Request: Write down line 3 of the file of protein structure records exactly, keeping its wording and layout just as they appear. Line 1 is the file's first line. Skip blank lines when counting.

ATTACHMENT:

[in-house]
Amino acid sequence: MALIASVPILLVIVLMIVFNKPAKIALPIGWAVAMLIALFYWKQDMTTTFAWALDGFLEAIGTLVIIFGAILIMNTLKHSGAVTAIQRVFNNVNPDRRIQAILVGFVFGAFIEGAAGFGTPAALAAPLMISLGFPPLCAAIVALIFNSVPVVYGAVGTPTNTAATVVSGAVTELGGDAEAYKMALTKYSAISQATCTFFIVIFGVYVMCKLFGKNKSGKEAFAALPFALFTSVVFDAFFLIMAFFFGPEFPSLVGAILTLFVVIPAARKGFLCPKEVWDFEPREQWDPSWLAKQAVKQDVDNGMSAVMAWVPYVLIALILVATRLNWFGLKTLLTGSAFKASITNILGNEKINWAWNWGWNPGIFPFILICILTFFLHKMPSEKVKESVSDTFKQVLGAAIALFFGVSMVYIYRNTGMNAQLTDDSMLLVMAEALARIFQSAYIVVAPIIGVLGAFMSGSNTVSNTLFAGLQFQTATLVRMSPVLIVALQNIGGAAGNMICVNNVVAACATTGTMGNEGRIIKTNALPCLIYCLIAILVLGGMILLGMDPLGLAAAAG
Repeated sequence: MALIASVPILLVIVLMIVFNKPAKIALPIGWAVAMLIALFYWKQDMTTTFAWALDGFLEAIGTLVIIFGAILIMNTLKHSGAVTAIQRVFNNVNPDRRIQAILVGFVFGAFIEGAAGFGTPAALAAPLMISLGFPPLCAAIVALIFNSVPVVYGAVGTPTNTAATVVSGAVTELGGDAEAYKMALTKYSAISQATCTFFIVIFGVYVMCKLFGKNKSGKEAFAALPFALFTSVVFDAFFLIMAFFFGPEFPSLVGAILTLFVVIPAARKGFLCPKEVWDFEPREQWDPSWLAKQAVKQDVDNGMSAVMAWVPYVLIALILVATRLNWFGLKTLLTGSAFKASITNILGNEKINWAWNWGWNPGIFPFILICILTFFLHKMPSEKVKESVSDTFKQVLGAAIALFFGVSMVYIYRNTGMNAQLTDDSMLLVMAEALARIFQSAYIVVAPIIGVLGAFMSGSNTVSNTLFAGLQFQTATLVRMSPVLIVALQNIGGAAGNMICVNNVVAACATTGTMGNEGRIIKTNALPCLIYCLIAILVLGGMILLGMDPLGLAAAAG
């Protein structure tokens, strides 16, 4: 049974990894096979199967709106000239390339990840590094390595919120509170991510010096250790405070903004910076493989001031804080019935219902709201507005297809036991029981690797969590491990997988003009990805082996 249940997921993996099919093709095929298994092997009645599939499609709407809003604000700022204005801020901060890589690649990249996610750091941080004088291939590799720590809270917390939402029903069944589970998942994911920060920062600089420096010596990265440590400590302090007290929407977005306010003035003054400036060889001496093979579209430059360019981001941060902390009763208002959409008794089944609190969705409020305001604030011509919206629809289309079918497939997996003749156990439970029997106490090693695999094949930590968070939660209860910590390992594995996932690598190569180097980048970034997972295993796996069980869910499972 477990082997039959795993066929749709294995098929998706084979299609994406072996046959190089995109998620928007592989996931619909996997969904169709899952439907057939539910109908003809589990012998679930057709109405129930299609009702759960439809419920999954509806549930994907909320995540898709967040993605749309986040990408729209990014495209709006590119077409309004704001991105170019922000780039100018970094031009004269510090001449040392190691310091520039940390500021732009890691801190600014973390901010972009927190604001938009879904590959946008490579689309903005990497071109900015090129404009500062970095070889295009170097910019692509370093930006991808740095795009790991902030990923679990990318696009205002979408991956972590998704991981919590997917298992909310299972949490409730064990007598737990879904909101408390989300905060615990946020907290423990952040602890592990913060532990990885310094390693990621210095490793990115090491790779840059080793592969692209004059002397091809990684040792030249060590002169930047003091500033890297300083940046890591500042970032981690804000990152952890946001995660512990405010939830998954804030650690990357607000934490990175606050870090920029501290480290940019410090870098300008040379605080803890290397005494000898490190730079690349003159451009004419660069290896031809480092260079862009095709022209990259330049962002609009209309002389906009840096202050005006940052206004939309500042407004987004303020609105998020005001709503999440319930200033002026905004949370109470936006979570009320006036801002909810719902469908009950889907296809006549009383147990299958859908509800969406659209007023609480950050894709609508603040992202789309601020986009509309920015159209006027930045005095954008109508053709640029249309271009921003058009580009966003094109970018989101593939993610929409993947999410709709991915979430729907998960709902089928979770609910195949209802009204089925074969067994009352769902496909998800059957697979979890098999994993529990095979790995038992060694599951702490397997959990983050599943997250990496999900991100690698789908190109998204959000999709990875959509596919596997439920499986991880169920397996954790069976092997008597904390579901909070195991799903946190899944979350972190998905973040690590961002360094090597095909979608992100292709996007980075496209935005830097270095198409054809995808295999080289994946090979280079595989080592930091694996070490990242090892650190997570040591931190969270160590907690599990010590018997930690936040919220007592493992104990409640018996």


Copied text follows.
Repeated sequence: MALIASVPILLVIVLMIVFNKPAKIALPIGWAVAMLIALFYWKQDMTTTFAWALDGFLEAIGTLVIIFGAILIMNTLKHSGAVTAIQRVFNNVNPDRRIQAILVGFVFGAFIEGAAGFGTPAALAAPLMISLGFPPLCAAIVALIFNSVPVVYGAVGTPTNTAATVVSGAVTELGGDAEAYKMALTKYSAISQATCTFFIVIFGVYVMCKLFGKNKSGKEAFAALPFALFTSVVFDAFFLIMAFFFGPEFPSLVGAILTLFVVIPAARKGFLCPKEVWDFEPREQWDPSWLAKQAVKQDVDNGMSAVMAWVPYVLIALILVATRLNWFGLKTLLTGSAFKASITNILGNEKINWAWNWGWNPGIFPFILICILTFFLHKMPSEKVKESVSDTFKQVLGAAIALFFGVSMVYIYRNTGMNAQLTDDSMLLVMAEALARIFQSAYIVVAPIIGVLGAFMSGSNTVSNTLFAGLQFQTATLVRMSPVLIVALQNIGGAAGNMICVNNVVAACATTGTMGNEGRIIKTNALPCLIYCLIAILVLGGMILLGMDPLGLAAAAG